‘My Father’s Violin’ Review: A Beautiful Tribute to Family and the Power of Music

If you’re looking for an artistic, international film, My Father’s Violin may be a suggestion for your next watch. With amusing characters and a sweet message about family, it is sure to leave viewers feeling warm inside. Music lovers will also find lots to enjoy with this movie that revolves around the power of the violin.

This Turkish musical drama begins with violinist Ali Razir (Selim Erdogan) and his precocious daughter Ozlem (Gulizar Nisa Uray). Living in poverty, the family bands together with fellow musicians to earn their living. When Ali dies after being ill, his brother, world-renowned violin virtuoso Mehmet (Engin Altan Duzyatan) is left to care for his niece. It’s a heart-tugging premise. Combined with gorgeous violin music, it’s the total package of a family-centered drama.

First, it must be said that the undisputed star of the show is Uray. Not only is she an incredibly adorable child, but she’s just so endearing in every scene. Her talent is obvious, and we feel for her character in a very real way. Seeing her supported by the adults in her life is uplifting, and seeing adults who don’t have her best interests at heart is soul-crushing. Her journey through grief and loss, to connection and healing is one her character is far too young to be on. However, it’s a privilege to join her on it through the course of the movie and we root for her every single step of the way.

Photo Credit: Netflix

My Brother’s Violin is also a meditation on family, specifically the relationship between brothers. The trauma that they faced as children clearly impacted them into their adult lives. There’s no more true to life story than childhood so profoundly impacting the rest of life. The tragedy of their separation and estrangement as adults is made more emotional by the fact that they were never able to reconcile as adults in their lifetimes. Unresolved trauma tears so many families apart, and this story was an all-too-real depiction of the consequences that result.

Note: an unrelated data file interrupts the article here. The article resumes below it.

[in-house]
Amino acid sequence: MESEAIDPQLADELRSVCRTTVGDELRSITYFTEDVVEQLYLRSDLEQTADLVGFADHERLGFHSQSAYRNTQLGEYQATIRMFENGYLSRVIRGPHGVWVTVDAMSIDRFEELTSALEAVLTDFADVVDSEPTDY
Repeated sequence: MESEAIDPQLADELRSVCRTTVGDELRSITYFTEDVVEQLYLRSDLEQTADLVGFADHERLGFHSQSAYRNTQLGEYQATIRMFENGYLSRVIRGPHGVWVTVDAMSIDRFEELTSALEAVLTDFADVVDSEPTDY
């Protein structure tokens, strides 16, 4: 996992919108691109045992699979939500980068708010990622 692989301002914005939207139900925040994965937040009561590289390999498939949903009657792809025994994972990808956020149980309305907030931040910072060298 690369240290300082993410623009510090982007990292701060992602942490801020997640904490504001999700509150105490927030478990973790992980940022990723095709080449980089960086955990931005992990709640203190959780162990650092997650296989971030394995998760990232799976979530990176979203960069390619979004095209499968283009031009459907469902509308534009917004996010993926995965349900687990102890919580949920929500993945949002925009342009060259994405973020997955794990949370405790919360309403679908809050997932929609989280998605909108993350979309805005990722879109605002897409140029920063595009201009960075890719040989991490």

The three men raising Ozlem were just as endearing. They were clearly examples of the best of men, always considering their young charge’s welfare among all else. Had the movie not been a meditation on grief and trauma, it definitely would have worked as a Three Men and a Baby kind of situation. Their natural comedy was clear enough, and absolutely would have worked in their own separate movie.

The music of this movie was incredible. Music movies have the potential to be so comforting, since music speaks to our deepest selves. The violin in particular just pulls at the heartstrings in such a unique way. Any movies centered around the violin specifically have the chance to have such a deep emotional resonance. My Father’s Violin lives up to this potential in its best moments.

Photo Credit: Netflix

Although the story itself went in a very predictable way, it was no less impactful. Of course the orphaned niece would bond with her emotionally closed off uncle, both using their love of music to process their grief and loss. It’s a simple enough story, which ultimately made it more effective. These kinds of movies with a clear story are often in the best positions to make the biggest emotional impact.

Truthfully, the movie could have been at least half an hour less. The entire final subplot could have been cut. Although medical emergencies always ramp up drama, this one was completely unnecessary in the context of this movie. The endgame had already been established, and it was gratuitous to re-establish the stakes that had already been resolved.

My Father’s Violin makes a heartfelt, emotional watch. If you need violin music to feel your feelings, this may be the right movie for you. The music alone is worth listening too, and is sure to make you cycle through anything you might be feeling. This movie knows exactly what story it wants to tell, and that’s what makes it succeed.

My Father’s Violin is currently available to stream on Netflix.

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